Pip Williams on writing commercial historical fiction
Pip Williams was born in London, grew up in Sydney, and now lives in the Adelaide Hills.
Her debut novel was the wildly successful The Dictionary of Lost Words (2020), which was based on her original research in the Oxford English Dictionary archives. The Bookbinder of Jericho (2023) is her second work of historical fiction, and exists in the same world as The Dictionary of Lost Words.
Her first work was One Italian Summer, a memoir of her family’s travels in search of the good life.
ASTRID: Pip, your first novel, The Dictionary of Lost Words, came out in 2020. I think it's safe to say it sold very, very well. Your second work came out in March 2023, The Bookbinder of Jericho. It exists in the same fictional world at the same time that you have created. It is not a sequel, but, nevertheless, there are very clear similarities and linkages. Can you introduce the listeners to The Bookbinder of Jericho?
PIP: I'd love to, Astrid. The Bookbinder of Jericho, I would describe it as a companion to The Dictionary of Lost Words in that it's kind of like a sister or a friend. If you read one, it will enhance the other. But you really don't need to read The Dictionary of Lost Words to read The Bookbinder, or vice-versa. They exist alone, but there are some characters that crossover.
But this story is set ... It begins at the beginning of World War I, and it is bound really by the years of that war. It is all about a woman who works in the bindery of Oxford University Press. She has been told that her job is to bind the books, not read them. But all she desires, her greatest dream is to study and to learn. She would like nothing more than to be a student at Somerville College, which is directly across the road from Oxford University Press.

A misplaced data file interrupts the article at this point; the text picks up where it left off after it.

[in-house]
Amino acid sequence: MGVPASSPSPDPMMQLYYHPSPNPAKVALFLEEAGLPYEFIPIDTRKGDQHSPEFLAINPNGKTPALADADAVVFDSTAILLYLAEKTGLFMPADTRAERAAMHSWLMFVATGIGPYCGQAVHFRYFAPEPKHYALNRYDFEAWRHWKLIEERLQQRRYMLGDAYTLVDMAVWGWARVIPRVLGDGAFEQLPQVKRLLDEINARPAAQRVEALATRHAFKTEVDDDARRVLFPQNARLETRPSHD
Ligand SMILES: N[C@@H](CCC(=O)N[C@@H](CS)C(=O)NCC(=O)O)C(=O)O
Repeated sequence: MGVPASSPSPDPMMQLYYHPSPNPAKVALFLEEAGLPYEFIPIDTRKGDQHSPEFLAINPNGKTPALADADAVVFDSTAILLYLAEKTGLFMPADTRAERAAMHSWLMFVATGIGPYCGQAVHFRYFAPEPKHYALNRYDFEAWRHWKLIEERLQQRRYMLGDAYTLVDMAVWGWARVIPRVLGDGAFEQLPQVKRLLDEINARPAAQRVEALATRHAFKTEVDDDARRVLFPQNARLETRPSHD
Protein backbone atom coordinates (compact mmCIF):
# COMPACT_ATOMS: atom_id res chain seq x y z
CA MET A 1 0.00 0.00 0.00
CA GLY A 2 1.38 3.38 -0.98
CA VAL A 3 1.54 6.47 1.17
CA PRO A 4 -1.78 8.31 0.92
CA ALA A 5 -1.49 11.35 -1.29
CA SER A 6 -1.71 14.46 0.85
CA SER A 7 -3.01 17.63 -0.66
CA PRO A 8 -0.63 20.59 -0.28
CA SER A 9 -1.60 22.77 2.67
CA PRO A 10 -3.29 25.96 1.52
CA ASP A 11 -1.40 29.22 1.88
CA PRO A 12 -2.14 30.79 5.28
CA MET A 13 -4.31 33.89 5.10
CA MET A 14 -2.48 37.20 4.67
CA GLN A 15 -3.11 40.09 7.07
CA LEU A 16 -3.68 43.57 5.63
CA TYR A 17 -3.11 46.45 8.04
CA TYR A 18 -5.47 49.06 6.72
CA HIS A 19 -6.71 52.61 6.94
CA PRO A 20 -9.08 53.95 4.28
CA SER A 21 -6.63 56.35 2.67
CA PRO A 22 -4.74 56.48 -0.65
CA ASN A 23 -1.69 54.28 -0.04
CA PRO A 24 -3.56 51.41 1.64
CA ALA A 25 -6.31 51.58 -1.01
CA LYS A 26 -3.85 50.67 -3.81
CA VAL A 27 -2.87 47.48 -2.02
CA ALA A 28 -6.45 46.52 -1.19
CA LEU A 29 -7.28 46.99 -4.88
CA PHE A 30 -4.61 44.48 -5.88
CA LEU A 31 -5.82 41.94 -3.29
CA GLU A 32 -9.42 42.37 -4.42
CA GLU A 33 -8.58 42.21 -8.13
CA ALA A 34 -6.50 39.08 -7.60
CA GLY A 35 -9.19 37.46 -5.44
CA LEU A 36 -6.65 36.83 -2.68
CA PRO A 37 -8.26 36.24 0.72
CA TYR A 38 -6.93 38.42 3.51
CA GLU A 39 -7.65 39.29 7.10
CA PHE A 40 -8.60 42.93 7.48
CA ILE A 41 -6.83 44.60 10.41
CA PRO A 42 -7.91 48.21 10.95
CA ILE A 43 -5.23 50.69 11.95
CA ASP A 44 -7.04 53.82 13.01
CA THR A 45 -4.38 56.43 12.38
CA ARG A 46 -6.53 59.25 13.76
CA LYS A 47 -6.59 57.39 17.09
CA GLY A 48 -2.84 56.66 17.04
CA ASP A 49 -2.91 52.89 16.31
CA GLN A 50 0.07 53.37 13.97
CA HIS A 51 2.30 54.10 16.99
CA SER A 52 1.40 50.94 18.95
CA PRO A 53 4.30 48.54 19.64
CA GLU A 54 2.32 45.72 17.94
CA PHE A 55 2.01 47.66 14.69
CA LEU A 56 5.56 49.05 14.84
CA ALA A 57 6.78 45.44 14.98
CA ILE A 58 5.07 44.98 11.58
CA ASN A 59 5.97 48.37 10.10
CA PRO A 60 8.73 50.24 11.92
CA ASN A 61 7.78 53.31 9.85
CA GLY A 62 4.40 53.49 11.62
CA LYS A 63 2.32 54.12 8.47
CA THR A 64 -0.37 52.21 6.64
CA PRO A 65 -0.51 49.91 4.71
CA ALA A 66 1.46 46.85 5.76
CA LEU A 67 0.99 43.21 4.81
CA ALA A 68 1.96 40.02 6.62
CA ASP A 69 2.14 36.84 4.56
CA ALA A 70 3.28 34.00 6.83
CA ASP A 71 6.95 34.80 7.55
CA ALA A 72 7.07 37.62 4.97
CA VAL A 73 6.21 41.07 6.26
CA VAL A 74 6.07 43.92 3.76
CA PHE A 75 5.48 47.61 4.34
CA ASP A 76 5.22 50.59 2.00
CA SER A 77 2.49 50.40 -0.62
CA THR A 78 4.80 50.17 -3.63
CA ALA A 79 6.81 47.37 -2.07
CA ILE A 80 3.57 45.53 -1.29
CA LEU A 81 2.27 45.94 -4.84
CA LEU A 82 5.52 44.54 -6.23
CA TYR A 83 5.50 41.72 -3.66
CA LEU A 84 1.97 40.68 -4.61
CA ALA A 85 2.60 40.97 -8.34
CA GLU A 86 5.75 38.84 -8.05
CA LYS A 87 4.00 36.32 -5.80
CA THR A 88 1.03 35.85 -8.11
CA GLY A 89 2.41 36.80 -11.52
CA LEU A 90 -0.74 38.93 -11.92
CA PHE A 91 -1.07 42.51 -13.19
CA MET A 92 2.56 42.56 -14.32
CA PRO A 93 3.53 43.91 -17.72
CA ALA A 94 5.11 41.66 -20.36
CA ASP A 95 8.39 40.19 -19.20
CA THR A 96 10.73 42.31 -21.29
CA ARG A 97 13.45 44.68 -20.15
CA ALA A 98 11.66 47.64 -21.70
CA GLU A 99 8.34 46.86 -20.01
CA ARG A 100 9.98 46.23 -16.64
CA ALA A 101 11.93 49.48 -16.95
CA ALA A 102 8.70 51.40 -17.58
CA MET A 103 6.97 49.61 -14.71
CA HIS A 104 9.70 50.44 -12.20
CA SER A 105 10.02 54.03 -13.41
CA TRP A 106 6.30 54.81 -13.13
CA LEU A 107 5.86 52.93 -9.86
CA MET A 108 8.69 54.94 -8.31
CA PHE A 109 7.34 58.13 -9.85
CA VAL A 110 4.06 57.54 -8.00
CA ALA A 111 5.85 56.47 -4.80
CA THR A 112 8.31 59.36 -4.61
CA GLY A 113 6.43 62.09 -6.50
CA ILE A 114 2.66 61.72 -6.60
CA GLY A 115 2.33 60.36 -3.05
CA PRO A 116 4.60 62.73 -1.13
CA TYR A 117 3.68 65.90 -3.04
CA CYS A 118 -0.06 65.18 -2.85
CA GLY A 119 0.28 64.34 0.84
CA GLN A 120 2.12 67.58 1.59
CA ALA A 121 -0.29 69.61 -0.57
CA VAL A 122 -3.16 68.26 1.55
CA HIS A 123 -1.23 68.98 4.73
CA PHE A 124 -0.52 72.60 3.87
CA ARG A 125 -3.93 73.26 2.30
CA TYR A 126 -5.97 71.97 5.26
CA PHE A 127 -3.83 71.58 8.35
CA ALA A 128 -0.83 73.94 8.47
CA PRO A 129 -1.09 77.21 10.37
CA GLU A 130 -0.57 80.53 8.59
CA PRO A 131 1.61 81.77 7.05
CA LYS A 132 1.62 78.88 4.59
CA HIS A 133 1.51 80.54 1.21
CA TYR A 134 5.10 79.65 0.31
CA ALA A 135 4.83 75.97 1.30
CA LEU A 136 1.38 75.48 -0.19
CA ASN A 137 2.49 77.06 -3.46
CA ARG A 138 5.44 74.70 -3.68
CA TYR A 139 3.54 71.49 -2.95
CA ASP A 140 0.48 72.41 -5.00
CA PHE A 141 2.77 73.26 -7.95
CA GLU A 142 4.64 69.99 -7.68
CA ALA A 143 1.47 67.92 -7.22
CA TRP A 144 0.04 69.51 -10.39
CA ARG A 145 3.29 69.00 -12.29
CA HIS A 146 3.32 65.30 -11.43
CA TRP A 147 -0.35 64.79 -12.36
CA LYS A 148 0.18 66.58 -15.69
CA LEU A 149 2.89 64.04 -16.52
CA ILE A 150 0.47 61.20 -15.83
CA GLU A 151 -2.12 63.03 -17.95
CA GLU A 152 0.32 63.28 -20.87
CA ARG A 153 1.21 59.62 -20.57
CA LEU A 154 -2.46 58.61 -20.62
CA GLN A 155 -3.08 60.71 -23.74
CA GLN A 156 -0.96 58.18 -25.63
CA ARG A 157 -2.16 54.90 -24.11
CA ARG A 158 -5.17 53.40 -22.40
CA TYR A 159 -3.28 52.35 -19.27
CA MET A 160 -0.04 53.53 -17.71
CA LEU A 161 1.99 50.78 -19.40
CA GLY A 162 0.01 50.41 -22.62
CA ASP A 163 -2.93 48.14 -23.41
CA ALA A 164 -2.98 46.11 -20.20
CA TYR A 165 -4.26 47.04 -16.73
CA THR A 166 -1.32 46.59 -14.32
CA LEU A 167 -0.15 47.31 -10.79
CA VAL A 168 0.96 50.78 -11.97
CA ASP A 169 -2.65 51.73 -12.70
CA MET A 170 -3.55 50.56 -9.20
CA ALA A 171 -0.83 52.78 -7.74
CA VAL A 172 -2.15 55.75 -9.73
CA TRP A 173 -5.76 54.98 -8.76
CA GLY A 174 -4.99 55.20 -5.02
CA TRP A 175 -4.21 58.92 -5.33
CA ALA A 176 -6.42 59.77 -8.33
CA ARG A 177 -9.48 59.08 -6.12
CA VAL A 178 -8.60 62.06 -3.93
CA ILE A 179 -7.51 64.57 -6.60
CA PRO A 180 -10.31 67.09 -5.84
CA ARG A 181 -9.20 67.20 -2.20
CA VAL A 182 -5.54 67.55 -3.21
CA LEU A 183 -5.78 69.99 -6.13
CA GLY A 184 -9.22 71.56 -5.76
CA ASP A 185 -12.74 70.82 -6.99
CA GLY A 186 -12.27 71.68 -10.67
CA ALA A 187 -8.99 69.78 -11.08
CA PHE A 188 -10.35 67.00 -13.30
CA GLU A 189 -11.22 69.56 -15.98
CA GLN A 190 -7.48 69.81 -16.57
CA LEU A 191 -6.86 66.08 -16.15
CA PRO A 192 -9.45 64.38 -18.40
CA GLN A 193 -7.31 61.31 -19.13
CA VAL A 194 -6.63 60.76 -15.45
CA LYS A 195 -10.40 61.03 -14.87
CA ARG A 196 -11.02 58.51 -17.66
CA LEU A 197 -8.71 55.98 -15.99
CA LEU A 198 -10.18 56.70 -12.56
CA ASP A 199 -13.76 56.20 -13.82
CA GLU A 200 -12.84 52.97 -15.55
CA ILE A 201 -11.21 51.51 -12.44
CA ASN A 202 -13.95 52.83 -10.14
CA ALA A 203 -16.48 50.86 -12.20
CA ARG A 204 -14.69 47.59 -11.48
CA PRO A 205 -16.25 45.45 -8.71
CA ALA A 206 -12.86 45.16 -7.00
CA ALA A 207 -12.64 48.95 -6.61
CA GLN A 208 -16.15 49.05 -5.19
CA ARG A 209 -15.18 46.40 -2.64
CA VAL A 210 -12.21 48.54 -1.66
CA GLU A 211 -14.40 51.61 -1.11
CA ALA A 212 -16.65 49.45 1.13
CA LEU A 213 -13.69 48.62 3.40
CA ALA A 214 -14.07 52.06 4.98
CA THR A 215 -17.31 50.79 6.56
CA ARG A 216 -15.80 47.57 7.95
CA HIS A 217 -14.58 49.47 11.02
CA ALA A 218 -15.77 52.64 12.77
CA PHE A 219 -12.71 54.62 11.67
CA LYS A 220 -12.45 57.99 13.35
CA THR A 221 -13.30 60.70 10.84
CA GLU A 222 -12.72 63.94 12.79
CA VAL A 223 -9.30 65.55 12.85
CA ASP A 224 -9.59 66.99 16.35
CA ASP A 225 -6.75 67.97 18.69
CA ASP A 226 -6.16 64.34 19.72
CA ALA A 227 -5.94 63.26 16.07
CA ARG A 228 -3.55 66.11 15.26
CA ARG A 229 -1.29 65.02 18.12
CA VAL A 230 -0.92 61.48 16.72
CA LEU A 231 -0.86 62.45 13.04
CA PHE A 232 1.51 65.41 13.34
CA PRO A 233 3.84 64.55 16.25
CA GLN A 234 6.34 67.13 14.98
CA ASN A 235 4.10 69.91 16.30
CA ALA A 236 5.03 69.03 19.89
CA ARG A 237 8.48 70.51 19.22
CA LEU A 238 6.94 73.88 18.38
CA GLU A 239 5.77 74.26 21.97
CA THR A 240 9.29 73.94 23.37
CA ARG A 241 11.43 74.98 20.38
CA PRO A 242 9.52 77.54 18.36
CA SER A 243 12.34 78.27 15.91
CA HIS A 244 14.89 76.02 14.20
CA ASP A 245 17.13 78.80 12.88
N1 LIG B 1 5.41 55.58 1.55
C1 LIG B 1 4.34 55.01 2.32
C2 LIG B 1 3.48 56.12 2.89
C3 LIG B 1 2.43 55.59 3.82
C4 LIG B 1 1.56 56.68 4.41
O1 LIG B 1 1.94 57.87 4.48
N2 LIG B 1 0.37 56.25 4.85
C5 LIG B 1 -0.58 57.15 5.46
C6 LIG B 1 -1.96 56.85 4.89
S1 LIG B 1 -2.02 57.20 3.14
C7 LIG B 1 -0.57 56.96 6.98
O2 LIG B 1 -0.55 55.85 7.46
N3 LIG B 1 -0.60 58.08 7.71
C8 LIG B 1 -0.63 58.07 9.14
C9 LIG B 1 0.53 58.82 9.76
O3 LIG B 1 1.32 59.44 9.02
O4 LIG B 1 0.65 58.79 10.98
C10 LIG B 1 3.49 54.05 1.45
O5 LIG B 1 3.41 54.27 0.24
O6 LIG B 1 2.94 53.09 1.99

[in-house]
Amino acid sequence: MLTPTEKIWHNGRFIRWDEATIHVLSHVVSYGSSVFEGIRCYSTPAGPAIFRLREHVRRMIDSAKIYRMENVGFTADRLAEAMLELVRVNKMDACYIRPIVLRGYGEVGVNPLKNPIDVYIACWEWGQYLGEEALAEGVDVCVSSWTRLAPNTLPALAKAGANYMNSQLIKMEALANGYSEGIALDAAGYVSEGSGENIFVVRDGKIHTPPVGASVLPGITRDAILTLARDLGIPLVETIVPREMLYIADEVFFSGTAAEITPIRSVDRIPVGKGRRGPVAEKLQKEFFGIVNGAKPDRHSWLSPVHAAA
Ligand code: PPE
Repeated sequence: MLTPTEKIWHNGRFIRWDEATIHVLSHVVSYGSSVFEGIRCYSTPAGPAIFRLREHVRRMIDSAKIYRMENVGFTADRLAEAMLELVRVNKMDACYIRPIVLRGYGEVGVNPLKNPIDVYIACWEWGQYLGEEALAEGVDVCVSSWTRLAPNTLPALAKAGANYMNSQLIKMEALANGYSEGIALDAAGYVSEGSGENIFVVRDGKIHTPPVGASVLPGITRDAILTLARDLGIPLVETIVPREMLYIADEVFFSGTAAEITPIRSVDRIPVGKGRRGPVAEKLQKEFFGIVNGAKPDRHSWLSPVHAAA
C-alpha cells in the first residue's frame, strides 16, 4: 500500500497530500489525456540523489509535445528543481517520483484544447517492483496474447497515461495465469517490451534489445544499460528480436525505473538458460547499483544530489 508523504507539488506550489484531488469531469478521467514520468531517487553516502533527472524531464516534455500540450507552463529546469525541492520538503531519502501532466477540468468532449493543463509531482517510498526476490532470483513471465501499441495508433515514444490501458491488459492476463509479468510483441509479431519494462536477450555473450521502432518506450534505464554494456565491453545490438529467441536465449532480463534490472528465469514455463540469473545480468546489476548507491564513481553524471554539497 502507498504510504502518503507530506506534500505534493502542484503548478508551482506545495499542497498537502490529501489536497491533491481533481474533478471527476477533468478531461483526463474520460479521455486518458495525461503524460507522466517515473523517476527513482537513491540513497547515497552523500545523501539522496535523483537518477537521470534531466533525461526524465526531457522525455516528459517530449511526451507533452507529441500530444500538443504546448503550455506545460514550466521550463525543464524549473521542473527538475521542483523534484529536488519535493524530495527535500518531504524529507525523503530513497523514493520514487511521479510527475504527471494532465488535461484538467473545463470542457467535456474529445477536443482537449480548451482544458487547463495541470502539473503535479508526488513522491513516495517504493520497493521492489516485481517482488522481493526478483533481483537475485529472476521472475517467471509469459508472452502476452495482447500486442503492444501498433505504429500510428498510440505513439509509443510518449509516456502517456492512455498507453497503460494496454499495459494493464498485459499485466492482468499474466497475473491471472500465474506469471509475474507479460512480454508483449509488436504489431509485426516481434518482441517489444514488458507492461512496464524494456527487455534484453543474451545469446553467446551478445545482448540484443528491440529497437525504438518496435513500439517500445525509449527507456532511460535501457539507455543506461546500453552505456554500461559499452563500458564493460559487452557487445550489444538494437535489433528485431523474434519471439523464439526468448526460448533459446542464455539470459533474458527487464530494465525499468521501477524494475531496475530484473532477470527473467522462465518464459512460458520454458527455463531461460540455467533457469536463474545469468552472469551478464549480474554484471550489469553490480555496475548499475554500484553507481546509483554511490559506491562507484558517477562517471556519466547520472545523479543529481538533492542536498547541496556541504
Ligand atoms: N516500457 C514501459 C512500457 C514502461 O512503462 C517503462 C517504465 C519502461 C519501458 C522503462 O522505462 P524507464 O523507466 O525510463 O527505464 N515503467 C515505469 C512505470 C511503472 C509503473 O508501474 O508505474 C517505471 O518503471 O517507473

ASTRID: To be told that you had to bind the books and not read them, that would be a form of torture for me. As I was reading this work, I realised I have no idea how books were bound in the past and how they are currently bound. And so, a potentially odd question for you, but I know you have researched this, how were books bound? Because it was so labour-intensive.
PIP: It really was. I didn't know how books were bound either. A lot of people will tell you to write what you know, but I'm much more interested in writing what I'm curious about and what I have no idea about. This is one of those examples.
When I started writing this book, I was interested in the work of the women who worked in the bindery of Oxford University Press, because I'd come across them in the research that I'd been doing for Dictionary. But I'd come across them, but couldn't find very much about them at all in the archives. I could find a lot about the men and the men's work in the press, but not the women's work.
What I did find was tantalising. I found a couple of photographs and I found some black and white footage of a woman gathering sections into her arm. That's when I had that question, it just popped into my head, I wonder if she ever reads what she's gathering, what she's binding, what she's folding. I realised she probably couldn't because it would slow work down.
Then I had this image of water, water everywhere and not a drop to drink, and being thirsty for knowledge and being in a situation, a rare situation, where you actually have access, literally you can put your fingertips on all of the knowledge that that university, the most prestigious university in the country, one of the most prestigious universities in the world. At your fingertips was that knowledge, and yet you were told not to read it. It was just such an overwhelming idea that I had to write about it. I've now forgotten your question.
ASTRID: It was a strange question. I was wondering-
PIP: Bookbinding, how the books were bound. And so, that's how I first saw how the books were bound, through this black and white film that you can still see online. I think it's called The Binding of a Book at Oxford University Press. It takes you right through from being in the forge, where they're forging the metal type that the typesetters used right through to the typesetting, the printing, the folding of the pages, the gathering of the sections, the sewing of the book, the making of the covers, and then covering those boards in leather or cloth, and embossing them and gilding them, and everything to wrapping those books in paper and putting them in a truck and sending them out.